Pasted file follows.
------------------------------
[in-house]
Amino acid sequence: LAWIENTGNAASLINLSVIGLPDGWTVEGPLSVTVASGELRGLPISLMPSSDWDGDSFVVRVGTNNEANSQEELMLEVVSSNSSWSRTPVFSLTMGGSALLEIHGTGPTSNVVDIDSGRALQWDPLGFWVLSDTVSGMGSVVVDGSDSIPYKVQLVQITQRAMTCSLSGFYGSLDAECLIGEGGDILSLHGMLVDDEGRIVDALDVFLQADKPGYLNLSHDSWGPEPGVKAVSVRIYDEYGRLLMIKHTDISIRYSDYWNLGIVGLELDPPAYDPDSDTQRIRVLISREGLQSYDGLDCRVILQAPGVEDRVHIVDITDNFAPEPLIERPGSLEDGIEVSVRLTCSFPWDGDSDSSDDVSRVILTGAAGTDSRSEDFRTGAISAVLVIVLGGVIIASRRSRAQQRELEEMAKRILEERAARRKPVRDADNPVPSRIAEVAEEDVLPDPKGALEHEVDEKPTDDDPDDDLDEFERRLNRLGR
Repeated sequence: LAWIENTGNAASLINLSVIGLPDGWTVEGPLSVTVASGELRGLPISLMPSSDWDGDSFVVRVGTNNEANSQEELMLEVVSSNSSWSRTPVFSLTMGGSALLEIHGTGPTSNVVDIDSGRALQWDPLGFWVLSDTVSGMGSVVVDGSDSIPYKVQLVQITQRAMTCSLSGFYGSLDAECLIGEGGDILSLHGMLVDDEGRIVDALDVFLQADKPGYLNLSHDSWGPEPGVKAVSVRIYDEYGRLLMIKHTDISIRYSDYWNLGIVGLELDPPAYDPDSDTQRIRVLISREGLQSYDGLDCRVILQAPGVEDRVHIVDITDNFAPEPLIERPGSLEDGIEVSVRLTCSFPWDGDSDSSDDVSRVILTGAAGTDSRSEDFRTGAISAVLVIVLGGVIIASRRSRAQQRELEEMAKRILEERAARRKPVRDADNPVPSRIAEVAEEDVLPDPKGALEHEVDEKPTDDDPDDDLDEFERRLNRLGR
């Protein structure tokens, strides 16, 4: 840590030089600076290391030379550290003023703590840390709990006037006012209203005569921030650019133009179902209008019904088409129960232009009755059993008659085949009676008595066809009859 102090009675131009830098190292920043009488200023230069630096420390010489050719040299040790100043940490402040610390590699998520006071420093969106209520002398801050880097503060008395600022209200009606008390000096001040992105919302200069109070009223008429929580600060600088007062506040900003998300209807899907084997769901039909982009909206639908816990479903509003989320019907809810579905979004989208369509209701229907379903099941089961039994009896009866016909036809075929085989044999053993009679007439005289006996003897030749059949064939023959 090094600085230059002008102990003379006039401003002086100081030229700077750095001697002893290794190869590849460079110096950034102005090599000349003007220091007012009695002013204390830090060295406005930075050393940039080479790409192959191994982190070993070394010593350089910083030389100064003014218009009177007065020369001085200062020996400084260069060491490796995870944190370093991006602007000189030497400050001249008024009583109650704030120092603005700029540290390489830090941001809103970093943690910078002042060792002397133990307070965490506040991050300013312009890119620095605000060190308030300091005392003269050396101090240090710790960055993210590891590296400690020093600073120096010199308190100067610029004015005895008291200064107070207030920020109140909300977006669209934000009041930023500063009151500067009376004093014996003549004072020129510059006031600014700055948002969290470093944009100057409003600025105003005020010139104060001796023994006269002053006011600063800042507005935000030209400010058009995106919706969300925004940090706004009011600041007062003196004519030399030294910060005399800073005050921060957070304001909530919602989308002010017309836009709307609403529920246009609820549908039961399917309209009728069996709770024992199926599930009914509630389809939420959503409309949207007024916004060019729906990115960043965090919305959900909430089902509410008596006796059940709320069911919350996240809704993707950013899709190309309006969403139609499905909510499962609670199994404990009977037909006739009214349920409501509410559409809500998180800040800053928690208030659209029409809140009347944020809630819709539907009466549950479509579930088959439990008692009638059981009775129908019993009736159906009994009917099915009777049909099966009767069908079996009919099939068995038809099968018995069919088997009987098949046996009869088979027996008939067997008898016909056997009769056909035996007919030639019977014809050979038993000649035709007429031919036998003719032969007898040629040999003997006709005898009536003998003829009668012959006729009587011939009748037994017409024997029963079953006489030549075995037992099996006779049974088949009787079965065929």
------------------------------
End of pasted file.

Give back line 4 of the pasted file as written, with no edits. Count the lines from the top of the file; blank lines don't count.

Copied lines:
């Protein structure tokens, strides 16, 4: 840590030089600076290391030379550290003023703590840390709990006037006012209203005569921030650019133009179902209008019904088409129960232009009755059993008659085949009676008595066809009859 102090009675131009830098190292920043009488200023230069630096420390010489050719040299040790100043940490402040610390590699998520006071420093969106209520002398801050880097503060008395600022209200009606008390000096001040992105919302200069109070009223008429929580600060600088007062506040900003998300209807899907084997769901039909982009909206639908816990479903509003989320019907809810579905979004989208369509209701229907379903099941089961039994009896009866016909036809075929085989044999053993009679007439005289006996003897030749059949064939023959 090094600085230059002008102990003379006039401003002086100081030229700077750095001697002893290794190869590849460079110096950034102005090599000349003007220091007012009695002013204390830090060295406005930075050393940039080479790409192959191994982190070993070394010593350089910083030389100064003014218009009177007065020369001085200062020996400084260069060491490796995870944190370093991006602007000189030497400050001249008024009583109650704030120092603005700029540290390489830090941001809103970093943690910078002042060792002397133990307070965490506040991050300013312009890119620095605000060190308030300091005392003269050396101090240090710790960055993210590891590296400690020093600073120096010199308190100067610029004015005895008291200064107070207030920020109140909300977006669209934000009041930023500063009151500067009376004093014996003549004072020129510059006031600014700055948002969290470093944009100057409003600025105003005020010139104060001796023994006269002053006011600063800042507005935000030209400010058009995106919706969300925004940090706004009011600041007062003196004519030399030294910060005399800073005050921060957070304001909530919602989308002010017309836009709307609403529920246009609820549908039961399917309209009728069996709770024992199926599930009914509630389809939420959503409309949207007024916004060019729906990115960043965090919305959900909430089902509410008596006796059940709320069911919350996240809704993707950013899709190309309006969403139609499905909510499962609670199994404990009977037909006739009214349920409501509410559409809500998180800040800053928690208030659209029409809140009347944020809630819709539907009466549950479509579930088959439990008692009638059981009775129908019993009736159906009994009917099915009777049909099966009767069908079996009919099939068995038809099968018995069919088997009987098949046996009869088979027996008939067997008898016909056997009769056909035996007919030639019977014809050979038993000649035709007429031919036998003719032969007898040629040999003997006709005898009536003998003829009668012959006729009587011939009748037994017409024997029963079953006489030549075995037992099996006779049974088949009787079965065929």